Council moved forward on two major fronts this week. On Monday, council returned for the third conversation about Transportation System Development Charges (TSDC). These are charges attached to new development in order to fund the road, sidewalk and bike lane improvements that are needed to accommodate the increased traffic precipitated by additional residents or commercial businesses. The Transportation System Plan approved by council last year included new priorities, including a goal to increase walking, biking and transit by 30% over the plan’s 20 year term. The TSDC fee adjustments call for increased fees, but include a package of discounts for developments that help us meet our broader goals related to climate change and encouraging people to use active or public transit. The final votes, approved in four motions, called for a two year phase-in of the increased fees to lessen the impact on builders and a 100% discount of fees for new accessory dwelling units; as well as 5% and 10% discounts for new residential construction along major corridors where the city’s plan prioritizes the construction of multi-unit housing. To temper the loss of revenue to the city from these discounts, council approved annual caps of $40,000, and $130,000 respectively on the maximum amount of discounts available.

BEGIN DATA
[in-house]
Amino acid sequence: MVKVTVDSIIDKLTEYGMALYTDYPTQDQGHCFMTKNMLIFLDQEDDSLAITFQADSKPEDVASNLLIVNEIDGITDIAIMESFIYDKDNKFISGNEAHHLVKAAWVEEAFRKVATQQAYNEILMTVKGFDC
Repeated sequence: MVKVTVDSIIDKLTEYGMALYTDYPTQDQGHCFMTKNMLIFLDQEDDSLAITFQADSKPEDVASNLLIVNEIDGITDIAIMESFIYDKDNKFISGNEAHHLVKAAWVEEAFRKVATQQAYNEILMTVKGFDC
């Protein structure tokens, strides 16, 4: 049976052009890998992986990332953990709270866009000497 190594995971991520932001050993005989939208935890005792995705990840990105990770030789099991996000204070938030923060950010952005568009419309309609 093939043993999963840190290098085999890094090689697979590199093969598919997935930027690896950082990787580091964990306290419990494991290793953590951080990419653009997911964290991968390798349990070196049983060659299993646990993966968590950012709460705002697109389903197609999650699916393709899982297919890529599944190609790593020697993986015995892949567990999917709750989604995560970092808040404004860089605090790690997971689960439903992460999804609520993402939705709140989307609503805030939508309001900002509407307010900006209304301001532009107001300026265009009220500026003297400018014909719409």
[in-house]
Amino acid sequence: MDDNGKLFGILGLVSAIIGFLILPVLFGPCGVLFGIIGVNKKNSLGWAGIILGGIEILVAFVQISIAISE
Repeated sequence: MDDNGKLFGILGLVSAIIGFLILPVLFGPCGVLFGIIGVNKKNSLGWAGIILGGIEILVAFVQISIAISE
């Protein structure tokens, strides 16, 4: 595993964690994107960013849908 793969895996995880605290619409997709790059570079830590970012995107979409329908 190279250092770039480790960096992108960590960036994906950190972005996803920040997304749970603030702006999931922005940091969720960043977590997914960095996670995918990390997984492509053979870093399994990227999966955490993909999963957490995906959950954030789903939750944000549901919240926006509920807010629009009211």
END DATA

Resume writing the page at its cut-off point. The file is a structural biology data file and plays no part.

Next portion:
In another major step, on Wednesday council approved a Multiple Unit Property Tax Exemption (MUPTE) for the Gordon Lofts apartments that are part of the expansion of the 5th St. Market area. MUPTEs are controversial and this proposal was no exception-- three councilors opposed the approval. My view is that MUPTE is one tool among many that the city makes available to encourage dense development in our downtown core. In the MUPTE revisions approved by council in 2015, these developments are reviewed both by a 10-member panel of citizens with expertise in development and neighborhood representatives, and a third party contractor who reviews the financial viability of the project with and without the MUPTE. For the 5th St. project, all 10 panelists agreed a MUPTE was needed; with two members urging for a shorter time-frame -- three years vs. ten. The third party review considered the project as feasible only with the MUPTE, and even then, suggested the financials are challenging.
Finally, council agreed with a staff proposal to establish an emergency winter shelter with some day facilities on the former city hall block. The manager will bring more information to council this Monday that will identify how the site will be managed, how many people it can shelter and what feature it will contain. The county as also agreed to this temporary use and expects to use part of the block as a parking once the city/county land swap is finalized.